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Old 01-10-2007, 12:06 PM   #31
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Originally posted by CTU2fan


I don't think it's me that isn't getting it. Serving alcohol to minors is illegal. Serving raw meat is inherently dangerous, to everybody, that's why it isn't done. Not really good examples.

Of course if a car and a person collided the person would get hurt. That's obvious. Sure a guy could get hit walking through a drive-through. He could also get hit crossing the parking lot. Either way, if a car's brakes go somebody could get pasted.

Bottom line is, they're refusing to sell this guy coffee & donuts based on his disability (inability to drive). If he could go in, or they had a walkup, then he'd be being a pain in the ass trying to drive the chair through the drive-through. But they don't.

It is a drive-thru only.

Everybody who can't drive isn't served there.

Now we have to ban drive-thru only fast-food restaurants so nobody feels left out?

It isn't a restaurant with drive-thru, that doesn't provide acces to disabled, it is a drive-thru only.

I have a driver's license, but no car.
Still I wouldn't blame a drive-thru only restaurant here because they won't serve me.

Why can't the van, that brings him there, go through the line, or bring him to the other DD across the street?

(Luckily we only have some restaurants with drive-thru, called drive-in and no drive-thru only).
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Old 01-10-2007, 12:26 PM   #32
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Originally posted by BonoVoxSupastar


Bottom line is they are refusing to serve anyone without a car because it would be completely irresponsible for them to do otherwise.

Try running a business once, and you'll understand.
Well now we're just going in circles. So it's OK for any business owner to deny service, as long as they can make a case for said denial based on liability. Fine.

I take stuff like this a bit personal I suppose, because I've had to deal with it. Went into a local package store, I was probably 24 at the time. Tried to buy a case of beer, and they refused to sell it to me, because I had a state ID, rather than a license. Clearly discriminatory. I guess the logic is it's easy (easier?) for someone underage to get hold of an ID than a license, who knows...and the stores are afraid of being busted for selling to minors. Regardless, I should have been allowed to buy my beer. Wasn't a huge deal, I went down the street & bought somewhere else, wasn't even carded But it should never have been an issue. But because most everyone drives nobody bothers to give a damn about those of us who don't.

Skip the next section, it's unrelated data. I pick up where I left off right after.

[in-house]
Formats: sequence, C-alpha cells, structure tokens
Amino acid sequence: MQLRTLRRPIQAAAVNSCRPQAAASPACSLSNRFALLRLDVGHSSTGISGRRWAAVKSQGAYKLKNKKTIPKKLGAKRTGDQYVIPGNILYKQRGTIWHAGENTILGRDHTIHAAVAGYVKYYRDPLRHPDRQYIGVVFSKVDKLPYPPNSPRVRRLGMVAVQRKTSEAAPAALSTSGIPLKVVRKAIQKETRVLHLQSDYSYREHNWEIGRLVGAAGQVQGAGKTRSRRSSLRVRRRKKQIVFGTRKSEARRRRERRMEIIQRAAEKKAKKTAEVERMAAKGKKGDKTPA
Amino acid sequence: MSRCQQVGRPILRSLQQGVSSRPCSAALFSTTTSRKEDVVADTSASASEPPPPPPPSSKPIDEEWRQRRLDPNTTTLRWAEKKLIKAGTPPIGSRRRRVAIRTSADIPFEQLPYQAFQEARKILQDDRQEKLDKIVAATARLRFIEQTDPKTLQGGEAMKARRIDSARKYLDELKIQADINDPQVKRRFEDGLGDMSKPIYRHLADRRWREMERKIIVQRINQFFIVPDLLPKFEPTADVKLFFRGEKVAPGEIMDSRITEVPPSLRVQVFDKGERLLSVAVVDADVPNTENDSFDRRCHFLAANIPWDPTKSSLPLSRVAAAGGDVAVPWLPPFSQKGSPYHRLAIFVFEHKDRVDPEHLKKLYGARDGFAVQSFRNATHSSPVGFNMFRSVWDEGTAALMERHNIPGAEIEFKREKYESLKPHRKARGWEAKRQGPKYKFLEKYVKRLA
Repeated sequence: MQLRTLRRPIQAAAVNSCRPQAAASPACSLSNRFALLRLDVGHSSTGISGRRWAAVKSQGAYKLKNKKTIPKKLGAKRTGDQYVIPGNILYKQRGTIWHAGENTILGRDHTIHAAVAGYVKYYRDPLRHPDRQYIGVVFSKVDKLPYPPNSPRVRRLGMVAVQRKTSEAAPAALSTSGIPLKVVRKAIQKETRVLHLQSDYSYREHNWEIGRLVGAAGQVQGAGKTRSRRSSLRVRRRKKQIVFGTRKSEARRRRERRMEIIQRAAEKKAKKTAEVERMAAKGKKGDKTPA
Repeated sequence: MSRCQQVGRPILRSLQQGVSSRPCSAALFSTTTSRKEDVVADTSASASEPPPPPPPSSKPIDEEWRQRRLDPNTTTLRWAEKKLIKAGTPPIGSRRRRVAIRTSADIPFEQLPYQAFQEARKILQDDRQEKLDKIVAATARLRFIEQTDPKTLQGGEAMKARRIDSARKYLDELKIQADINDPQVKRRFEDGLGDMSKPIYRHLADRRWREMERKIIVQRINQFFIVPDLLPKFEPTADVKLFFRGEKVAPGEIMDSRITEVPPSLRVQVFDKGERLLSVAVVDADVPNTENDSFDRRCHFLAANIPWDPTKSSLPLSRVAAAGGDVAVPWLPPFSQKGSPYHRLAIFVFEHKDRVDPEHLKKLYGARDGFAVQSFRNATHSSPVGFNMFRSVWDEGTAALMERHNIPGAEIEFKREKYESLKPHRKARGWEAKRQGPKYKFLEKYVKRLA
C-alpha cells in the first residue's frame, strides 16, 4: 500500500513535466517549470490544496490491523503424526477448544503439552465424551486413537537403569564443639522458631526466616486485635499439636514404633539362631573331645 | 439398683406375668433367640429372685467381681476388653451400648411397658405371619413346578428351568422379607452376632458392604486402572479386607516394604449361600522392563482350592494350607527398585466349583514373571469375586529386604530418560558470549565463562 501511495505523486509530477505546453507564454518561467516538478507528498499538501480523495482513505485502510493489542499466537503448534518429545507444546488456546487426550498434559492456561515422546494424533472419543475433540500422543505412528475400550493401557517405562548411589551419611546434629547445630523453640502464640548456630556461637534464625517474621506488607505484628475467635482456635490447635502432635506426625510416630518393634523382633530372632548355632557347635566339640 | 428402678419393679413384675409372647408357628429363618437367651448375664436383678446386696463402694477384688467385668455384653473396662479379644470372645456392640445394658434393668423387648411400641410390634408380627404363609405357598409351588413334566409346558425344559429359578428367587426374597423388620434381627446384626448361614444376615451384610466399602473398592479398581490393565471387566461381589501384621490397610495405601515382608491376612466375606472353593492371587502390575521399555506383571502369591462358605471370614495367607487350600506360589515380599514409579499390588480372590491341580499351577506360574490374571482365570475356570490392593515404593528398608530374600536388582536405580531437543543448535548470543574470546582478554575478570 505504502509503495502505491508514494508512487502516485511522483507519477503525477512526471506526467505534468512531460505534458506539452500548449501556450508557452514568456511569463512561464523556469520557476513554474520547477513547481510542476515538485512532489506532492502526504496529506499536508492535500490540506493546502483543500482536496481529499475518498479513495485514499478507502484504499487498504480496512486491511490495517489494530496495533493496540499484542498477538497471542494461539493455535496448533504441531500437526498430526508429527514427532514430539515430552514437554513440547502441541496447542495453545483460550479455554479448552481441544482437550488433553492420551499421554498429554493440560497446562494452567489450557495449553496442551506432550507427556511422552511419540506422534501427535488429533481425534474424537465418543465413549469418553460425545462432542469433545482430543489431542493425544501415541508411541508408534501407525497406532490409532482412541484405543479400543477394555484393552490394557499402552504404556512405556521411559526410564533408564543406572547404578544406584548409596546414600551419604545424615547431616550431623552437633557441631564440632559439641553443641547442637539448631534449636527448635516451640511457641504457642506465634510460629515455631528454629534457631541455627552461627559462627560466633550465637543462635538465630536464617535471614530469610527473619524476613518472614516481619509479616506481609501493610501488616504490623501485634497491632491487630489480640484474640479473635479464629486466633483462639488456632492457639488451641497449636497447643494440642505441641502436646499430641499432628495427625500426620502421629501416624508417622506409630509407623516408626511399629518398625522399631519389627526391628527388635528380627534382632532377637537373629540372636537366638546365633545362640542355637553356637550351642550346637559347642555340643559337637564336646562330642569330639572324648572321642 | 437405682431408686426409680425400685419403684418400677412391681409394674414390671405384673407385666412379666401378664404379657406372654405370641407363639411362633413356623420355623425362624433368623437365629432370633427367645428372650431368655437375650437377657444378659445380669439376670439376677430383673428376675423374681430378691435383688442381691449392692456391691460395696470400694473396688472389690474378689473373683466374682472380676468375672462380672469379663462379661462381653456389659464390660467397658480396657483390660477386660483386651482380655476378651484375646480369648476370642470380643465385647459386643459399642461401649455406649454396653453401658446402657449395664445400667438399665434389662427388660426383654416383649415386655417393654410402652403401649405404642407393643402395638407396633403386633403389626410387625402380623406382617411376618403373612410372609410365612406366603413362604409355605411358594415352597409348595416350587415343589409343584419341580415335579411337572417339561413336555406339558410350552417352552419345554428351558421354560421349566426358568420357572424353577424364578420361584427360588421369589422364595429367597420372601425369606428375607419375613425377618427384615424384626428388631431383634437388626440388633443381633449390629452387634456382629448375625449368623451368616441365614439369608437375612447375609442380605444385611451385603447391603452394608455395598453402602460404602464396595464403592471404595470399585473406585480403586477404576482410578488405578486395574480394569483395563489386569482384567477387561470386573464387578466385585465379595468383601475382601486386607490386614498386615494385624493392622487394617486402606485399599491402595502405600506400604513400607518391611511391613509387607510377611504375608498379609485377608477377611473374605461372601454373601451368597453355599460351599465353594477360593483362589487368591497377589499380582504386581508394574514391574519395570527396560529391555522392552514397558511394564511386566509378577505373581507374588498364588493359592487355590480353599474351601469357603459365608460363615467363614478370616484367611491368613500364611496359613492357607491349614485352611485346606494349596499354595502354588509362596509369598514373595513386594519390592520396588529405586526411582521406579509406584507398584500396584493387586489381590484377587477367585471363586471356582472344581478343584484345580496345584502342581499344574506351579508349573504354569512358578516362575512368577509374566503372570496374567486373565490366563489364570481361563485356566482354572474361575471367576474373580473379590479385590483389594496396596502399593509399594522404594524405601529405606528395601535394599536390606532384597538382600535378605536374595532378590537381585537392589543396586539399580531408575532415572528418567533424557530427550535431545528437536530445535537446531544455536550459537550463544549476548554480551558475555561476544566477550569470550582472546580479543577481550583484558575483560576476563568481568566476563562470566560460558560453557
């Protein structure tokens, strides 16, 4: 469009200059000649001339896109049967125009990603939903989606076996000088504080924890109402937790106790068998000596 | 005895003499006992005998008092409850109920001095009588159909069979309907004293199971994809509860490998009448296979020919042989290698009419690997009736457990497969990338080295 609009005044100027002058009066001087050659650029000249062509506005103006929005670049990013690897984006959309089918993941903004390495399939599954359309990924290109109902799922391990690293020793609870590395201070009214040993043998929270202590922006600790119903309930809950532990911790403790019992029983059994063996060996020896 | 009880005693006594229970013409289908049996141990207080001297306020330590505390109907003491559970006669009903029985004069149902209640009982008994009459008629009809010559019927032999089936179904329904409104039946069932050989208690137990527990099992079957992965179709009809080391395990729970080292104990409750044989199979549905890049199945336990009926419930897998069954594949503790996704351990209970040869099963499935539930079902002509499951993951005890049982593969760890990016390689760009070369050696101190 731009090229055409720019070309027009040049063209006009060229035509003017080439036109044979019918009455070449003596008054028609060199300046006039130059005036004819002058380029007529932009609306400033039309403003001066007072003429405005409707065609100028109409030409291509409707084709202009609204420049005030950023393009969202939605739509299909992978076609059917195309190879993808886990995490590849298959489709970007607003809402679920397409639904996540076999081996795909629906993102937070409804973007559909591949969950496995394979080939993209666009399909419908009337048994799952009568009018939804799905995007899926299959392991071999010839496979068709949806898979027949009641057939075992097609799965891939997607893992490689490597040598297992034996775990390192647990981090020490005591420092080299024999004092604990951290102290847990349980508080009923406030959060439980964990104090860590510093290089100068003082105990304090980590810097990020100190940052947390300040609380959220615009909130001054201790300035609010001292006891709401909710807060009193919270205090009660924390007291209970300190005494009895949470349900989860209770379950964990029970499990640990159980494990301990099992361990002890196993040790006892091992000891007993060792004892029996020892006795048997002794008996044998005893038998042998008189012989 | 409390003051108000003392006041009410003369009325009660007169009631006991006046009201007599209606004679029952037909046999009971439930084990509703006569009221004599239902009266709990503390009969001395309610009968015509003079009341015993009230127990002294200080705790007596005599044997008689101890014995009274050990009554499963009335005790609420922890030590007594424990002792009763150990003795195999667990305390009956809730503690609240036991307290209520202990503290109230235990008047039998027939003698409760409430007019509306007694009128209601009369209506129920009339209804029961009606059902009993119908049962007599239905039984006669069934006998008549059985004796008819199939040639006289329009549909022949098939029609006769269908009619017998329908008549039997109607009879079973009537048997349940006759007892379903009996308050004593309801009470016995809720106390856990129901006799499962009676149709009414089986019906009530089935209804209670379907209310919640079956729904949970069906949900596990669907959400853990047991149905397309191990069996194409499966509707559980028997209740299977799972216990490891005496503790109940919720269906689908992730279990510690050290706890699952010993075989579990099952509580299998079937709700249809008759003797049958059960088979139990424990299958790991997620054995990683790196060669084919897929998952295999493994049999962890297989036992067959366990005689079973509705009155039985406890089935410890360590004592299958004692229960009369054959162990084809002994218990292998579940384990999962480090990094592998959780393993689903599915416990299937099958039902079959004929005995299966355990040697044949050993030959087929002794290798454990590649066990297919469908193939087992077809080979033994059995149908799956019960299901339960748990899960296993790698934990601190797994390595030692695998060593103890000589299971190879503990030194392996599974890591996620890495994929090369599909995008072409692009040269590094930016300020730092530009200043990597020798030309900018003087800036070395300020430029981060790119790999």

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Old 01-10-2007, 12:38 PM   #33
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Originally posted by CTU2fan


Well now we're just going in circles. So it's OK for any business owner to deny service, as long as they can make a case for said denial based on liability. Fine.
Yes liability is a HUGE factor in running a business. As long as it's based purely on liability and no other factors, then it's not discrimination.
Quote:
Originally posted by CTU2fan

I take stuff like this a bit personal I suppose, because I've had to deal with it. Went into a local package store, I was probably 24 at the time. Tried to buy a case of beer, and they refused to sell it to me, because I had a state ID, rather than a license. Clearly discriminatory. I guess the logic is it's easy (easier?) for someone underage to get hold of an ID than a license, who knows...and the stores are afraid of being busted for selling to minors. Regardless, I should have been allowed to buy my beer. Wasn't a huge deal, I went down the street & bought somewhere else, wasn't even carded But it should never have been an issue. But because most everyone drives nobody bothers to give a damn about those of us who don't.
Educate me, does your state ID have a seal or magnetic strip that they can verify that it's real? You shouldn't have been denied if you had a legit ID. Problem is how many store cashier's are educated about all the different types of ID? Their ass is on the line, I can understand their hesitation.
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Old 01-10-2007, 02:03 PM   #34
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Originally posted by Liesje


They're refusing to serve him because he's not in a vehicle, not simply because he is disabled. I'm sure they serve disabled people who drive or have special cars.

Just think of the precedent you're trying to set. What's next, car washes will be required to service wheelchairs and bathe service dogs? There's never been a reasonable expectation that walk-up customers would be serviced at a drive-through business. They are not discriminating; they're servicing a certain demographic of consumers.
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Old 01-10-2007, 02:19 PM   #35